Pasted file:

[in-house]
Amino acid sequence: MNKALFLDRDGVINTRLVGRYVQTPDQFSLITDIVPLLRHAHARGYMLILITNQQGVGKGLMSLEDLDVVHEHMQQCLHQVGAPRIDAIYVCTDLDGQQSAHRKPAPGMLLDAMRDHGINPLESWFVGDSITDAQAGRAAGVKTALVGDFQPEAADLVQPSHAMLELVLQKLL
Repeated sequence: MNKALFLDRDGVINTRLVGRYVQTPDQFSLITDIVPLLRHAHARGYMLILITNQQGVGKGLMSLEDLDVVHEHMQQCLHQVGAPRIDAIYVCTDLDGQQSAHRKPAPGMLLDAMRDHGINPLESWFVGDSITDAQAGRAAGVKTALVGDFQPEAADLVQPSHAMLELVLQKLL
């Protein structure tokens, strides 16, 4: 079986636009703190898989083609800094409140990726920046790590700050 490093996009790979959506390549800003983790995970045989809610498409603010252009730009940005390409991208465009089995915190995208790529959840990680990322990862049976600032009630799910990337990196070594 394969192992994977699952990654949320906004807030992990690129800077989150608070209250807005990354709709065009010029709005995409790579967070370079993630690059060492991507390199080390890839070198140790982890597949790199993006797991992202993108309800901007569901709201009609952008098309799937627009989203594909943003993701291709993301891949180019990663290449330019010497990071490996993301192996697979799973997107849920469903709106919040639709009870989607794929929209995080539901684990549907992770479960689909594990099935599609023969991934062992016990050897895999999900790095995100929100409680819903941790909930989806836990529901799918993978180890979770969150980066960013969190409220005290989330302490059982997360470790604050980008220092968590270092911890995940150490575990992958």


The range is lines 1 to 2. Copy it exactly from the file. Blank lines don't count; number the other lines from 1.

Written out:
[in-house]
Amino acid sequence: MNKALFLDRDGVINTRLVGRYVQTPDQFSLITDIVPLLRHAHARGYMLILITNQQGVGKGLMSLEDLDVVHEHMQQCLHQVGAPRIDAIYVCTDLDGQQSAHRKPAPGMLLDAMRDHGINPLESWFVGDSITDAQAGRAAGVKTALVGDFQPEAADLVQPSHAMLELVLQKLL